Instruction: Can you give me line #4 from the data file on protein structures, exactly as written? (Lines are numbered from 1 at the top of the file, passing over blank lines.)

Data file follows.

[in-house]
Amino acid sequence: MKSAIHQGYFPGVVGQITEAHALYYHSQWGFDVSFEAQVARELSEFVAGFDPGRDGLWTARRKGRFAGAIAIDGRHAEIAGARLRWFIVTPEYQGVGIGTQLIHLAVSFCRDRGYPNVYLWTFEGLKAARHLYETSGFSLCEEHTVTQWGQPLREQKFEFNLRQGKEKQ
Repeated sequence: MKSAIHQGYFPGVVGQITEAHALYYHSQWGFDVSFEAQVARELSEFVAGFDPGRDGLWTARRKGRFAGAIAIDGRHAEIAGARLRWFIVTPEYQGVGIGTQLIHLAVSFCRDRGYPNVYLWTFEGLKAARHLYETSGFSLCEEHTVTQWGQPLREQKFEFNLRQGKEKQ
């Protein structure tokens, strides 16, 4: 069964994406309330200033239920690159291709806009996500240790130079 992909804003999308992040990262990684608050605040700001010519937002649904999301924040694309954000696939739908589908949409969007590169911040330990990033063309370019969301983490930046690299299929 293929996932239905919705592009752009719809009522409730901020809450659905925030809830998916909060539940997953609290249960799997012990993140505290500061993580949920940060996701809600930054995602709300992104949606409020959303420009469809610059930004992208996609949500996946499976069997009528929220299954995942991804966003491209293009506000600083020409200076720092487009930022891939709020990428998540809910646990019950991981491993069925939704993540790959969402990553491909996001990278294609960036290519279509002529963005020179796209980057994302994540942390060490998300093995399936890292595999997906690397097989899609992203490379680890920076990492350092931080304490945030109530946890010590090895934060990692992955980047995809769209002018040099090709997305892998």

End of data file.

């Protein structure tokens, strides 16, 4: 069964994406309330200033239920690159291709806009996500240790130079 992909804003999308992040990262990684608050605040700001010519937002649904999301924040694309954000696939739908589908949409969007590169911040330990990033063309370019969301983490930046690299299929 293929996932239905919705592009752009719809009522409730901020809450659905925030809830998916909060539940997953609290249960799997012990993140505290500061993580949920940060996701809600930054995602709300992104949606409020959303420009469809610059930004992208996609949500996946499976069997009528929220299954995942991804966003491209293009506000600083020409200076720092487009930022891939709020990428998540809910646990019950991981491993069925939704993540790959969402990553491909996001990278294609960036290519279509002529963005020179796209980057994302994540942390060490998300093995399936890292595999997906690397097989899609992203490379680890920076990492350092931080304490945030109530946890010590090895934060990692992955980047995809769209002018040099090709997305892998």